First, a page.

Hidden gems and unique experiences in London
From art exhibitions in a crypt to gardens in the sky, London is a town of many wonderful secrets
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Everyone has done St Paul's, taken selfies on the Eye and walked with dinosaurs at the Natural History Museum – London’s greatest hits are obvious. But did you know Brixton is home to a fully functioning windmill? Or that London’s most atmospheric gallery space is inside a 19th century crypt that doubled as an air raid shelter during the war? Travel with Southeastern to discover some of London’s hidden gems. Here are some of our favourites…
Sky Garden – Entry is free to this slice of paradise in the city, boasting 360 degrees of uninterrupted views across London from its highest public garden. Just a short walk from Fenchurch Street Station, the Sky Garden sees three floors host exquisite landscaped gardens, viewing areas, café, terrace, bar and restaurant. This unique experience is strictly by booking only, but it offers a unique perspective on London’s ever evolving skyline.
Crypt Gallery – In a city full of world class gallery spaces, the Crypt Gallery of St Pancras Parish Church stands out as one of the most imaginative. First used as a burial space in 1822, the church continued this practice until 1855 and it remains home to 557 souls. It wasn’t until 2002 that the crypt became a gallery with a year-round programme. ‘As a church,’ the website states, ‘we are pleased to include art that provokes and questions, as well as art designed for contemplation, because all form as important part of our common humanity.’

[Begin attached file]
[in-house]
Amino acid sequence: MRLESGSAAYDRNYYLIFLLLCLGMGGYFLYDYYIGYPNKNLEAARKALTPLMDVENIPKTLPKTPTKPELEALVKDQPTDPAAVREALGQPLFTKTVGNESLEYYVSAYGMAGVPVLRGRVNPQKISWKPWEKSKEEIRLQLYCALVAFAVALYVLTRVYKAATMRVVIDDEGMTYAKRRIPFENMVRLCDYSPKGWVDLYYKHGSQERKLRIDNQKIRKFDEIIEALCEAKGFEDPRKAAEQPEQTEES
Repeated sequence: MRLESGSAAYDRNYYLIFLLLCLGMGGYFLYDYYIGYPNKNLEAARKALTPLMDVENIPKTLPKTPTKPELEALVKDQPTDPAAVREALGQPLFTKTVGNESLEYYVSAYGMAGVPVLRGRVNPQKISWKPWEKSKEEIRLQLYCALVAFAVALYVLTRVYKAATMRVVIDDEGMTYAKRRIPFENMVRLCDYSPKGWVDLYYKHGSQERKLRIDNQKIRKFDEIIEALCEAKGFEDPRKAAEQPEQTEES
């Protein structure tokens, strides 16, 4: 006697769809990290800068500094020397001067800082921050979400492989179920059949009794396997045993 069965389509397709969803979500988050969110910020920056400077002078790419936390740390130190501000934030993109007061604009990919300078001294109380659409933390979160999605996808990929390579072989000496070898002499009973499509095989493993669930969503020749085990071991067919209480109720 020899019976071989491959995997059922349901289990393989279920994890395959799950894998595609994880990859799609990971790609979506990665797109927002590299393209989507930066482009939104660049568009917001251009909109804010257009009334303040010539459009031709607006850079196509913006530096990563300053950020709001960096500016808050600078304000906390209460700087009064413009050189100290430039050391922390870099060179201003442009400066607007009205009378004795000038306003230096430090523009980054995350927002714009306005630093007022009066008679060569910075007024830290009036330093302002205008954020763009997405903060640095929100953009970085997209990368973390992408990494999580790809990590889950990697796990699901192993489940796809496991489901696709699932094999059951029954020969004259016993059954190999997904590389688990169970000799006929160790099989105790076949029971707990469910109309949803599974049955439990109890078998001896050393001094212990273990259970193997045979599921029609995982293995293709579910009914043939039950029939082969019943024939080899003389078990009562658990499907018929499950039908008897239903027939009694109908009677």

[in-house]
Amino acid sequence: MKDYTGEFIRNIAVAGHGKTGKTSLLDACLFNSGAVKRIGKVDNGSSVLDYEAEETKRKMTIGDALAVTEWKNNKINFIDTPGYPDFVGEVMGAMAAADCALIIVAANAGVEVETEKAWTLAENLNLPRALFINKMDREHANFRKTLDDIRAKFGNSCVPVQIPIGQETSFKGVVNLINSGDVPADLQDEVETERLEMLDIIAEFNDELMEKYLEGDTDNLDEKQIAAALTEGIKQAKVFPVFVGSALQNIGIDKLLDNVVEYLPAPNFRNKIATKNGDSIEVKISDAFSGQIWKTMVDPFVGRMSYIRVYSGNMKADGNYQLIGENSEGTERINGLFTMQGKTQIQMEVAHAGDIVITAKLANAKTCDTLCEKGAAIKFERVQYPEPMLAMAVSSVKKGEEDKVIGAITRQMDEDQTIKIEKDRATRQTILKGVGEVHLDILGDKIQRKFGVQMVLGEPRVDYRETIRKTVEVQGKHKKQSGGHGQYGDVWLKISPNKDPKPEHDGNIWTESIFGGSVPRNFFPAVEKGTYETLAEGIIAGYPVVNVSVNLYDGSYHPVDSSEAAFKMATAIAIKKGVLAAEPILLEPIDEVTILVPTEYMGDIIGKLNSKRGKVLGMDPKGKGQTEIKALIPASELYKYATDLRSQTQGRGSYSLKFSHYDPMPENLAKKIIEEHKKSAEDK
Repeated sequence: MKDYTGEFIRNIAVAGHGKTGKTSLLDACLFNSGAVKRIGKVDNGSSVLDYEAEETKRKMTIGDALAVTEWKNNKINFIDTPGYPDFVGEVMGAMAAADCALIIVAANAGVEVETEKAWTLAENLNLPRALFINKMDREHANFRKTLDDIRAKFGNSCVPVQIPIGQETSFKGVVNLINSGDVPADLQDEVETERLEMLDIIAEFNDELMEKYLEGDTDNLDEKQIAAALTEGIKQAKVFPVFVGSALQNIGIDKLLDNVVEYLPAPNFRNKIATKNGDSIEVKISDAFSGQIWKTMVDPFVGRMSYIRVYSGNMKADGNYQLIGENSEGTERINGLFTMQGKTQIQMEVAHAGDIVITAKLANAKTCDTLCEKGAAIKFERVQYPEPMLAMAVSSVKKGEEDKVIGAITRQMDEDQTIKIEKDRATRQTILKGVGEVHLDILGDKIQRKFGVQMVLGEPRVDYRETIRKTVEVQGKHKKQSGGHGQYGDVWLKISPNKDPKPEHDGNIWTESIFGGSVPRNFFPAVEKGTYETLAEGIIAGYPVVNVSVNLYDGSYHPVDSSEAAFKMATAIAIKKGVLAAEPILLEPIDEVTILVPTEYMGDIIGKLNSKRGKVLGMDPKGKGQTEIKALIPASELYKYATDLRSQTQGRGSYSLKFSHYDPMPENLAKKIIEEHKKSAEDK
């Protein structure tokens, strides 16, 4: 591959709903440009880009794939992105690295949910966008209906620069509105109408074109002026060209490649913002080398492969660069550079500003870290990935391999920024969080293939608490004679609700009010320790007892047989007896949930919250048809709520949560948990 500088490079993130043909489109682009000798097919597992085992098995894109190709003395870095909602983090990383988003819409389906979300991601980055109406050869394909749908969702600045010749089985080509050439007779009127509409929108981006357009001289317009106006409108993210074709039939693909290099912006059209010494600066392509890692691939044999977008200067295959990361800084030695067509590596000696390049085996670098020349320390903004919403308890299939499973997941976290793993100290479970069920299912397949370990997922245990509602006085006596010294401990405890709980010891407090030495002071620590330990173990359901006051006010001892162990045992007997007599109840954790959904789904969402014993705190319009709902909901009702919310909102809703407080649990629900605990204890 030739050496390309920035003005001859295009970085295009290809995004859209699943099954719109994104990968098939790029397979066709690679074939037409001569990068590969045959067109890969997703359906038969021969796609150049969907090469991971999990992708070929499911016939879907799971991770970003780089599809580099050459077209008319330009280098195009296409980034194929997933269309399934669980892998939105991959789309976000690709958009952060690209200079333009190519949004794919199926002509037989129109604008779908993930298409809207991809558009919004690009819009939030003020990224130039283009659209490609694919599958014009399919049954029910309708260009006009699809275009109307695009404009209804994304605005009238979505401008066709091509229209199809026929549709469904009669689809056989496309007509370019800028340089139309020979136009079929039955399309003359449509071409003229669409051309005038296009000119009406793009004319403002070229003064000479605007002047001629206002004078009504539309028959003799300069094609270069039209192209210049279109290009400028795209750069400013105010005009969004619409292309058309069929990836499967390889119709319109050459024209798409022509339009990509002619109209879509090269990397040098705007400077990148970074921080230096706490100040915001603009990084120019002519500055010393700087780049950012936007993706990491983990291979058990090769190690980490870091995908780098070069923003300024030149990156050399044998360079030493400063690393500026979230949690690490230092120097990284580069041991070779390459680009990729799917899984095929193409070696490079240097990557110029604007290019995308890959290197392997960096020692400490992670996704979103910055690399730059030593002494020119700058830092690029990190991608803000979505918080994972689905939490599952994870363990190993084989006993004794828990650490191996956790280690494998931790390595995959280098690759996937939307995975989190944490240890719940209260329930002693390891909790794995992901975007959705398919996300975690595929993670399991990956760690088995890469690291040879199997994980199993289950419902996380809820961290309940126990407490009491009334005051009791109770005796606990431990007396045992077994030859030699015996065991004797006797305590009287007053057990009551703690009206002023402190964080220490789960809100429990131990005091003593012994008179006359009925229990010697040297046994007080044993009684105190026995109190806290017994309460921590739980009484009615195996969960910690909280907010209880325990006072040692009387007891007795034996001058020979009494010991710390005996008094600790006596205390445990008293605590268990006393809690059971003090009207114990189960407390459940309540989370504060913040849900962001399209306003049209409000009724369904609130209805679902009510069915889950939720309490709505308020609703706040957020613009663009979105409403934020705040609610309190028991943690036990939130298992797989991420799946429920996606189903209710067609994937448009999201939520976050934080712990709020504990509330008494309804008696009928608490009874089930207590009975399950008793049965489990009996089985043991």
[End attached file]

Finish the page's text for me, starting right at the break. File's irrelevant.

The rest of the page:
Eltham Palace – A showpiece example of 1930s art deco design, Eltham Palace was, perhaps surprisingly, a medieval royal palace transformed by millionaires Stephen and Virginia Courtauld that would find itself used as a set for many a Hollywood film. Two rooms standout in particular: the domed reception room that looks fit for a bond villain, and Virginia’s prize bathroom with a gold mosaic and onyx bath tub. Situated near Mottingham Station, Eltham Palace is just a short train ride from the hustle and bustle of the city.
Brixton Windmill – Celebrating its 200th birthday in 2016, the Brixton Windmill reopens to public at Easter after a winter hibernation. Following its last restoration in 2010, the windmill opened in 2011, educating many of London’s children, and adults, on the city’s agricultural history and training volunteer millers. Brixton design duo are announced as creative ambassadors for the bicentenary year.
Crime Museum – Would be sleuths whose appetite has been stoked by recent hit whodunnits like Making a Murderer and Serial will love a trip to the Crime Museum. Established in the 1870s but only open to police professionals and invited guests, the museum is open to the public for the first time, its exhibition of collections curated by the Metropolitan Police is open until 10 Apr. Take a journey through some of the UK’s most infamous crimes – including the Great Train Robbery, Dr Crippen and the Acid Bather Murderer, and the Krays – and see some of the original pieces of evidence used to solve them. Right now Southeastern Railway is offering 2 for 1 tickets.
Plan your next day out exploring hidden gems by visiting Southeastern for a full list of destinations and timetables.